The first recorded owner of Sickert’s portrait was Beardsley’s mother Ellen Agnus Beardsley (1846–1932). She inherited Beardsley’s Estate, and it may originally have been given to her son by Sickert. But Ellen and Sickert were also on friendly terms – he visited her when she was recuperating from an operation, for instance16 – and it is quite possible that he presented it to her or to mother and son jointly. Beardsley lived with his mother almost all his life, and so making precise distinctions in ownership may in any case be irrelevant. It seems possible the picture was a gift rather than a purchase because of the friendship between Sickert and the Beardsleys. Beardsley is known to have presented one of his drawings to Sickert, a caricature of James Abbott McNeill Whistler: when Whistler failed to arrive at a dinner in Paris in 1893, Joseph Pennell recalled that Beardsley made a caricature of him sitting on a bench pointing at a butterfly (National Gallery of Art, Washington).17 Pennell said Beardsley offered the drawing to him when it was finished, but ‘Walter Sickert got it, said he left it in a cab’.18 An alternative story has it that Beardsley decorated his Christmas tree with unusual items, including a caricature of Whistler – a fact confirmed in a letter he wrote to André Rafflovich in 189619 – and that Sickert carried it off as his Christmas present.20 Beardsley expert Linda Zatlin suggests that the considered technique of this drawing makes it an unlikely candidate for a caricature done at a dining table, and instead suggests that what Sickert may have been given was a caricature of Whistler in Beardsley’s ‘bon mot’ style (Princeton University Library).21
Around the same time Sickert made his painting of Beardsley, he is known to have also made at least two drawings of him, neither of which, however, is a study. There is a head and shoulders, half-turned profile drawing in the National Portrait Gallery c.1894,22 and also an untraced portrait of Beardsley leaning his head against his hand and holding a walking stick. The latter was reproduced as the frontispiece of Hans von Weber’s Aubrey Beardsley: Briefe (1908), the writer incorrectly attributing the drawing’s authorship to Beardsley himself. It is this work that Sickert described in 1911 in his article about attribution, ‘L’Affaire Greaves’:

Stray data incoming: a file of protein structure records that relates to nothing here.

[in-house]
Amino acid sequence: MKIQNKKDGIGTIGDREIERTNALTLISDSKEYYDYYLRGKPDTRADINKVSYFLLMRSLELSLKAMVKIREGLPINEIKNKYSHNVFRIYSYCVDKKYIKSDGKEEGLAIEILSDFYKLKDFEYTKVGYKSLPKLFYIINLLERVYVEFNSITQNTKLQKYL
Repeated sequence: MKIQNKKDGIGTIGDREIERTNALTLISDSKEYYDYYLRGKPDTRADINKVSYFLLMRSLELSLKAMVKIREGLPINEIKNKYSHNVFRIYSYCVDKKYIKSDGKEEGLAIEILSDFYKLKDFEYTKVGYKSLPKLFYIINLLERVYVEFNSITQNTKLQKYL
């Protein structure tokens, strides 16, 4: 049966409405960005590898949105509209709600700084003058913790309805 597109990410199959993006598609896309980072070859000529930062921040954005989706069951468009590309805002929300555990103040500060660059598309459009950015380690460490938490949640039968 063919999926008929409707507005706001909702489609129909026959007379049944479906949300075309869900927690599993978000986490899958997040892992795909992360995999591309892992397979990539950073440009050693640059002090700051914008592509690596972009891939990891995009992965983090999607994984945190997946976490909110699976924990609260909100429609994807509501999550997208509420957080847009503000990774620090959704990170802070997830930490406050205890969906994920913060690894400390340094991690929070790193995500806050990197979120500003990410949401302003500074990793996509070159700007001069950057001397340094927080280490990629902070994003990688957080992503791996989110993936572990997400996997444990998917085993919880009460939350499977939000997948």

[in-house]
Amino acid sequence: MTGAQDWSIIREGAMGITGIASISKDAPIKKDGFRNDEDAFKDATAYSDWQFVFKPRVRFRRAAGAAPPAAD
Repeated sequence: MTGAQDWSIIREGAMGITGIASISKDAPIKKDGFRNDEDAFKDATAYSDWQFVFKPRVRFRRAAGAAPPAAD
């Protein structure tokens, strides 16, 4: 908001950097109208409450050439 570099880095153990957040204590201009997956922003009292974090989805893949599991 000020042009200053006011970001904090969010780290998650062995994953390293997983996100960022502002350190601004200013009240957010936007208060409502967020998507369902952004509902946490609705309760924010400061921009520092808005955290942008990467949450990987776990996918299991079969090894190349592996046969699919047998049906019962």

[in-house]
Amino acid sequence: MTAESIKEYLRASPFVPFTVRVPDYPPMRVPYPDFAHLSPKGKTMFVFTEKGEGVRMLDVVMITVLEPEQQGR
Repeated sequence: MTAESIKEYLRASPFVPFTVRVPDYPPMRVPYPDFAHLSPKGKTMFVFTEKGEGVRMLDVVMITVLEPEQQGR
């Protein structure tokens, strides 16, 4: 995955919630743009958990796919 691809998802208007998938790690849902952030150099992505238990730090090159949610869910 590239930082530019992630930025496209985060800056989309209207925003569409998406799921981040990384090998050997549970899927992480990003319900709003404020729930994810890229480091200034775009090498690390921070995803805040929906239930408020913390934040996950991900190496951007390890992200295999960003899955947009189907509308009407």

I did a drawing of Beardsley in an armchair in Cambridge Street.23 A German collector cherishes it as a Beardsley, and when Arthur Symons pointed out that ‘Sickert’ was written in the corner, the German authorities said: ‘Ah! yes we know; but Beardsley wrote that to indicate he was ill, was at his sickest.’24
It is unusual for a full-length portrait, such as Aubrey Beardsley, to show the subject in the act of walking, frozen in movement; no other Sickert picture of the 1890s repeats this. However, it was something Sickert returned to later, relying on the possibility of photographs to freeze movement, and Aubrey Beardsley might be interestingly compared with much later pictures such as H.M. King Edward VIII 1936 (fig.1), showing the monarch stepping out of his car, or Gavin Henderson, 2nd Lord Faringdon c.1935 (Buscot Park Collection),25 where the figure walks down a flight of steps.
Walter Richard Sickert 'H.M. King Edward VIII' 1936
Walter Richard Sickert
H.M. King Edward VIII 1936
The Beaverbrook Art Gallery / The Beaverbrook Canadian Foundation (in dispute, 2004)
© Estate of Walter R. Sickert / DACS
Photo © The Beaverbrook Art Gallery, Fredericton, NB
James Abbott McNeill Whistler 'Brown and Gold: Self-Portrait' c.1895–1900
James Abbott McNeill Whistler
Brown and Gold: Self-Portrait c.1895–1900
Hunterian Art Gallery, University of Glasgow
Photo © The Hunterian, University of Glasgow 2010